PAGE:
Thursday talking to American Indians' tribal leaders, President Barack Obama said they have a place in his White House and on his agenda. He said their marginalized community deserves more from its government.
"I get it. I'm on your side," Obama told the largest gathering of tribal leaders in U.S. history.
Obama devoted part of his own time Thursday and even more of his administration's attention toward renewing relations with American Indians. He opened a conference that drew leaders from 386 tribal nations — the first meeting of its kind in 15 years — and he ordered every Cabinet agency to take more steps toward more cooperation.
The effort amounted to a campaign promise kept by Obama, who got significant support from Native Americans on his way to the White House. It comes as American Indians remain entrenched in a class-action lawsuit against the federal government, claiming the government has long swindled them out of land royalties, The Associated Press reports.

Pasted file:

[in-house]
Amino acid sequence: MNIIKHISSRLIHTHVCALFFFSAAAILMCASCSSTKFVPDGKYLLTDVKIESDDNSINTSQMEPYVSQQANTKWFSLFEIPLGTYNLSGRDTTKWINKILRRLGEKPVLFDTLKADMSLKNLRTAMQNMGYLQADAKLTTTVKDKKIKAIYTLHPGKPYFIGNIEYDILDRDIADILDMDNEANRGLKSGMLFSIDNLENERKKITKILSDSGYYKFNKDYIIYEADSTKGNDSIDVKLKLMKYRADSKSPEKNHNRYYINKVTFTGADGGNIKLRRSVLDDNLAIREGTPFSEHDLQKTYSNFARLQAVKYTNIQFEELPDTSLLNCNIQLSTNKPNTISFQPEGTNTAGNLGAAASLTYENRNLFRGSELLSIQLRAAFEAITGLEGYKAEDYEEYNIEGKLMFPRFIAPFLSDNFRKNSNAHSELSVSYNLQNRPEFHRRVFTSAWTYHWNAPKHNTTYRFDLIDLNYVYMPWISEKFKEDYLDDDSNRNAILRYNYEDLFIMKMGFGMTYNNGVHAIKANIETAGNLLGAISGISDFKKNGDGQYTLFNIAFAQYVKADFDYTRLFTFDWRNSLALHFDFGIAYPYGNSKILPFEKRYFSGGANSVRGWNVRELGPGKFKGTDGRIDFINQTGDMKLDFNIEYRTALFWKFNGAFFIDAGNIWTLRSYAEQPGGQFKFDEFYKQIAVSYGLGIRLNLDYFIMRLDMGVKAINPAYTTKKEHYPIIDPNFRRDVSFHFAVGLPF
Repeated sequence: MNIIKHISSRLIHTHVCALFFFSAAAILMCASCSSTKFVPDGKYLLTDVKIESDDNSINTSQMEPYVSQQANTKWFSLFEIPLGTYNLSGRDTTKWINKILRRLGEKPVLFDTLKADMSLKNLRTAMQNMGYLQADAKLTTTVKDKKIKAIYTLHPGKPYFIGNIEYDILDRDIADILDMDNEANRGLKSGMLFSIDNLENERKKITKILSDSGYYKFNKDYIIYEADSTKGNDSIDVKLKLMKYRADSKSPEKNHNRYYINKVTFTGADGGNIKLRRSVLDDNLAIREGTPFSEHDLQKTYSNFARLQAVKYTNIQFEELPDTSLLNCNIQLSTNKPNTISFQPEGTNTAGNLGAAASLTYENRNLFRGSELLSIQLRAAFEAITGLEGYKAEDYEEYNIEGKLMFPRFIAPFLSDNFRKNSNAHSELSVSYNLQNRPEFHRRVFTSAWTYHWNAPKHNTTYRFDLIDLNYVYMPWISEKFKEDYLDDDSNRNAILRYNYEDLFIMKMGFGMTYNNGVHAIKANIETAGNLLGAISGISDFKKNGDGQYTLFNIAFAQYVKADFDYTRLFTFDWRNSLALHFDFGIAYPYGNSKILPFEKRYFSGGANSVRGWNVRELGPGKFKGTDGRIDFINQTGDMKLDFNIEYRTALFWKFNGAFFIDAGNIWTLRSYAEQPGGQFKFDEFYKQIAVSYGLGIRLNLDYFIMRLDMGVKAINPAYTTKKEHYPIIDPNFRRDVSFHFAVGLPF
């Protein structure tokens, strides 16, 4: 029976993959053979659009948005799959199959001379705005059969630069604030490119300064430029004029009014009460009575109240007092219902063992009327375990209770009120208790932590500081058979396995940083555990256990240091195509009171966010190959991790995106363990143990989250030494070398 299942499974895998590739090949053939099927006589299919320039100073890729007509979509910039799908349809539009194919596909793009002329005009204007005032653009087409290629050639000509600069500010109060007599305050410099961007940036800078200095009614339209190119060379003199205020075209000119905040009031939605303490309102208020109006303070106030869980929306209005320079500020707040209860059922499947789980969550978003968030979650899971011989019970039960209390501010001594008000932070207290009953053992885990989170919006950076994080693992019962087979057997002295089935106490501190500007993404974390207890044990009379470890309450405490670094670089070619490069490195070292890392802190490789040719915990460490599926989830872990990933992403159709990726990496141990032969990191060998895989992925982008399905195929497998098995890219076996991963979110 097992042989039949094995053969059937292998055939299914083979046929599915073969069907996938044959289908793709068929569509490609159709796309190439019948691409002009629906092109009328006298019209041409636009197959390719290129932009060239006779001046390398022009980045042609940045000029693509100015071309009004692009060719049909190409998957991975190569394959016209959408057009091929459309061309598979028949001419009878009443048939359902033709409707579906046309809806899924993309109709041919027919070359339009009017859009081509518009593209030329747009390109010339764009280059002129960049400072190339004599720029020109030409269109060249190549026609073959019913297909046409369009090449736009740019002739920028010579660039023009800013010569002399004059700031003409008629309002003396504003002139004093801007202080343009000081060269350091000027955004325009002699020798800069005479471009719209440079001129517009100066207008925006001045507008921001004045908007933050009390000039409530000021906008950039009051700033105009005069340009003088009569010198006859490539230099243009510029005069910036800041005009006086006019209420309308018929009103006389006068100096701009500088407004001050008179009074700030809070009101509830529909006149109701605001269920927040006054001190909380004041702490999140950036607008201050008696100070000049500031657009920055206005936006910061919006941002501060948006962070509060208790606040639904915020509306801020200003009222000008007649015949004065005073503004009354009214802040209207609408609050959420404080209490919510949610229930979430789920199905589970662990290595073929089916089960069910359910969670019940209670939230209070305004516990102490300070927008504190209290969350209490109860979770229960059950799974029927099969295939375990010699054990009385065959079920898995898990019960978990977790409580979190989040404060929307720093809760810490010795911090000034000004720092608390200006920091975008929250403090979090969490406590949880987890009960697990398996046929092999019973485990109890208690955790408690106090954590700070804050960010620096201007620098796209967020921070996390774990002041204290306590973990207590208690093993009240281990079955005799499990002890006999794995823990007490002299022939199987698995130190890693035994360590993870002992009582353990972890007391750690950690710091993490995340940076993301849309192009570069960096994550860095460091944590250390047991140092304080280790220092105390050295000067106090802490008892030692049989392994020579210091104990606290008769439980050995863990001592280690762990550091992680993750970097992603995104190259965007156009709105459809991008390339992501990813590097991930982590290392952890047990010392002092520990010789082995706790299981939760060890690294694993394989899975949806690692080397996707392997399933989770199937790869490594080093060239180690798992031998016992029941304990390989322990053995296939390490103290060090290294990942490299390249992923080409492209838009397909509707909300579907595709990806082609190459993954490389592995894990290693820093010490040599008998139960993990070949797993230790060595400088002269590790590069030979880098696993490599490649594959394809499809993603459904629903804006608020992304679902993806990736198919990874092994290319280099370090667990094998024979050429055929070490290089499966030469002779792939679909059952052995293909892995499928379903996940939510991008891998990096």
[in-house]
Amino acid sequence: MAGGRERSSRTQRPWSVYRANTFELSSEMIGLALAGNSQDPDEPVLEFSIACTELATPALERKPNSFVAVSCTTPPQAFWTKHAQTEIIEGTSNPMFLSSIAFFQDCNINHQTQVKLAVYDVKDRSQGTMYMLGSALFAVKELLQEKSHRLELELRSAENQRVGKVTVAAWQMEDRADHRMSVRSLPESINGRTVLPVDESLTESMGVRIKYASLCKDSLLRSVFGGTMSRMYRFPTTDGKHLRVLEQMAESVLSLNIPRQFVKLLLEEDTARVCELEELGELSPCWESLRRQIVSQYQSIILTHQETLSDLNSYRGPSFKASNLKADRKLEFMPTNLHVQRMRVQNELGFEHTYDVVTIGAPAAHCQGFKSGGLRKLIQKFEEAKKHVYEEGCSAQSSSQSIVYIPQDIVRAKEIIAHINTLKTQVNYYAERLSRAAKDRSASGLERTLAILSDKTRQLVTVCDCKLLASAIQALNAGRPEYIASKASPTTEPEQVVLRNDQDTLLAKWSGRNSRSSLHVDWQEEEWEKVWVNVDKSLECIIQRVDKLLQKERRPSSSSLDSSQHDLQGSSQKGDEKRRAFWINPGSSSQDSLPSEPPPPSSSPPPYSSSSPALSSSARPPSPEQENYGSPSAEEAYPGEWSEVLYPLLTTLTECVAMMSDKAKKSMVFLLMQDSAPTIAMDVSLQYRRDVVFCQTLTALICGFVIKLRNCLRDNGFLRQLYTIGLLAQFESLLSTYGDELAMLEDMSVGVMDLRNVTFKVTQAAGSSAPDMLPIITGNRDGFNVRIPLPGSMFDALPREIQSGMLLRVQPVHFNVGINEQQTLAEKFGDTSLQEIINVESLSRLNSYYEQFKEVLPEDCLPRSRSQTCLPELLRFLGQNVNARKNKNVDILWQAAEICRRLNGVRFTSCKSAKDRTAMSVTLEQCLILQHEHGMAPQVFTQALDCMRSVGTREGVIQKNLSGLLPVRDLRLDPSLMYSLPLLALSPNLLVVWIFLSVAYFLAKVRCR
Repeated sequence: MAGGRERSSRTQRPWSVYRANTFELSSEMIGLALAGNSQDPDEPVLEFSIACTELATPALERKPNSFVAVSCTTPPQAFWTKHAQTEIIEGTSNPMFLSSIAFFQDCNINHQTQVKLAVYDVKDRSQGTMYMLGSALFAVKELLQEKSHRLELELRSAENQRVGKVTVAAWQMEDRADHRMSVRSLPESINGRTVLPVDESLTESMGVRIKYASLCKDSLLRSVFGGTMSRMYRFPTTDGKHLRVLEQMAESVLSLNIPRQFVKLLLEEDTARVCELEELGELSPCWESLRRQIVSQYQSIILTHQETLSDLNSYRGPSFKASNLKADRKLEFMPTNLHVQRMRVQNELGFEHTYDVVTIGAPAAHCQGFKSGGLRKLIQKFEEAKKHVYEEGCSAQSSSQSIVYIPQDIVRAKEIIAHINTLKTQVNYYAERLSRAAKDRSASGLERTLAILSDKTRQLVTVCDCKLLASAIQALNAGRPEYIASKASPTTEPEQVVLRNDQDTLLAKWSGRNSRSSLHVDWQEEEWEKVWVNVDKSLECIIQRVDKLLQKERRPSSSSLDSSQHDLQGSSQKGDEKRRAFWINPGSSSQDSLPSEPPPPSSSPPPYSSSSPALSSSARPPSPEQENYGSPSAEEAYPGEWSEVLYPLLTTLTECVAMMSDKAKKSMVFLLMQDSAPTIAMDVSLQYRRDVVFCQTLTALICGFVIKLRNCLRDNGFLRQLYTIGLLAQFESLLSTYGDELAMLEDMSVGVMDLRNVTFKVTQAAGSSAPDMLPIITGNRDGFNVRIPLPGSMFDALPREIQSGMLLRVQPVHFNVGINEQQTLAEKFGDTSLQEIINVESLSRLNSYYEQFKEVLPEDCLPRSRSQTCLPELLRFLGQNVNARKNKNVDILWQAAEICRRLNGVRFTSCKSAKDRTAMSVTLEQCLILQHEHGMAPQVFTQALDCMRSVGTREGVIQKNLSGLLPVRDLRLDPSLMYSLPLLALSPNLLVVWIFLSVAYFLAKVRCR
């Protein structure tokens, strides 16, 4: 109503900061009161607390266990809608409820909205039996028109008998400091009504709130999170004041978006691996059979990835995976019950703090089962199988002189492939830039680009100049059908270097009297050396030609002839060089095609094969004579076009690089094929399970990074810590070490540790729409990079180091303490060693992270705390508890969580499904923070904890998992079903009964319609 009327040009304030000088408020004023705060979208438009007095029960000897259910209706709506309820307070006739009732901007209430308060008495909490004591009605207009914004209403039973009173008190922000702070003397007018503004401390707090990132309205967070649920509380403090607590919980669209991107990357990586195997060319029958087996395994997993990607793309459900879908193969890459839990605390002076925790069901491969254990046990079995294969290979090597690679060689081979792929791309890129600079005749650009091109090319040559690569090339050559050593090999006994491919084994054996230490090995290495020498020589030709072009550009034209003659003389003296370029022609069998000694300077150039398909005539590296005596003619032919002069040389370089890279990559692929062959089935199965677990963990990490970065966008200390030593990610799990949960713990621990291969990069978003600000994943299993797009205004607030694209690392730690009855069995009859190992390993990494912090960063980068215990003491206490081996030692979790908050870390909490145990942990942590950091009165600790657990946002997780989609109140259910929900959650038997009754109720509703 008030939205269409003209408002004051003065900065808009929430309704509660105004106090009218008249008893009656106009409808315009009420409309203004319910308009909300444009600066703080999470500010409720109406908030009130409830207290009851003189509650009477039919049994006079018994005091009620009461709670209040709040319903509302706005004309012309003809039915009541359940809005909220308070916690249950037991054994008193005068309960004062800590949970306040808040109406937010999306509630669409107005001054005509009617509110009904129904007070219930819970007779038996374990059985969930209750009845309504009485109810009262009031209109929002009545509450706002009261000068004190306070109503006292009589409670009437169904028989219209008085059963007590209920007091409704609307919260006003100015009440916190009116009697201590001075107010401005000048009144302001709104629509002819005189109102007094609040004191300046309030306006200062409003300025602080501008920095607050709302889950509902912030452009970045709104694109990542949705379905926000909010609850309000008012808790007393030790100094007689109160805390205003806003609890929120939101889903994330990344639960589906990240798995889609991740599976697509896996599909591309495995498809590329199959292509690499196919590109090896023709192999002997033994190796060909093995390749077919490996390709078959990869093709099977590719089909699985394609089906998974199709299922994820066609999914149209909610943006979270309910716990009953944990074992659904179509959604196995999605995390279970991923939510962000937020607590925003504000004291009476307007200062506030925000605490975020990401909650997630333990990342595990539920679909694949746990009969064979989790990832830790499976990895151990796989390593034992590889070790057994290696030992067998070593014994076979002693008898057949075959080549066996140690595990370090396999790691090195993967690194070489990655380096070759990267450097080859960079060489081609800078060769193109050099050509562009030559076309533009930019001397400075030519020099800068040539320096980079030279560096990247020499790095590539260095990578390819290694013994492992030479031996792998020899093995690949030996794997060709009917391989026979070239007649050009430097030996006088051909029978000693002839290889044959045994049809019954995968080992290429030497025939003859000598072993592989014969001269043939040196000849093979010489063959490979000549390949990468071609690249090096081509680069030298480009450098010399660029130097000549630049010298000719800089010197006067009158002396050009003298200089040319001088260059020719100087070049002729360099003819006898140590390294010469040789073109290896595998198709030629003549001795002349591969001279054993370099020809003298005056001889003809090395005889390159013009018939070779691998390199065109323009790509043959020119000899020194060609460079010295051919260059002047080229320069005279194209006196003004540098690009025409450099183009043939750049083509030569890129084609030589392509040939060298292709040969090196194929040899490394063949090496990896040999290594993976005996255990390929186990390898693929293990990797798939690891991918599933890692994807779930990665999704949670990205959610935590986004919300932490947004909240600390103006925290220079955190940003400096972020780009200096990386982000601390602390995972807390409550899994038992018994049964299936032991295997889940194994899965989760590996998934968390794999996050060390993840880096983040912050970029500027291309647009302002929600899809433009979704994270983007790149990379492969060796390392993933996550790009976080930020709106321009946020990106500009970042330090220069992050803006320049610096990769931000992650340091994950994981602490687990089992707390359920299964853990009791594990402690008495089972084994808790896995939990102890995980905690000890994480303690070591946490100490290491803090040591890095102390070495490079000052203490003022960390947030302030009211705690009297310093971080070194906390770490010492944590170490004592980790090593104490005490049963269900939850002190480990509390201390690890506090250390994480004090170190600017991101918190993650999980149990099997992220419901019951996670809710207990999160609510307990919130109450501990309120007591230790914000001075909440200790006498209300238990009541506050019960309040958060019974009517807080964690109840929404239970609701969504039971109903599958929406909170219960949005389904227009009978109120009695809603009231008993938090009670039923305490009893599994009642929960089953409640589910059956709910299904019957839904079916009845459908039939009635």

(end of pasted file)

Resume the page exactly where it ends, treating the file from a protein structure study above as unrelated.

It was also reported, Obama promised to work with the tribes on a nation-to-nation basis and to respect their sovereignty.
"Tribal nations do better when they make their own decisions," he said. "That's why we're here today."
The president acknowledged a long history of abuse and neglect by the federal government. "Treaties were violated," he said. "Promises were broken. You were told your lands, your religion, your cultures, your languages were not yours to keep."
Given the past, Obama said he wouldn't have been surprised if the leaders hadn't come today, saying it showed "an extraordinary leap of faith," The New York Times reports.
News agencies also report, Obama drew on his own narrative, noting he was born to a teenage mother and a father who left when he was 2 years old.
"I understand what it means to be an outsider," he said.
Noting that some reservations had 80 percent unemployment and that a quarter of Native Americans lived in poverty, Obama signed a presidential memorandum in front of the crowd instructing cabinet members to outline within 90 days how they will improve relations with Indian tribes.
He said the document would reactivate a Clinton-era order that the Bush administration had mostly ignored, Reuters reports.
Mysterious philanthropist, Rustem Magdeev, had agreed, at his own expense, to donate a sculpture of Rudolf Nureyev, made by Russian sculptor Zurab Tsereteli, to the Kazan Opera and Ballet Theatre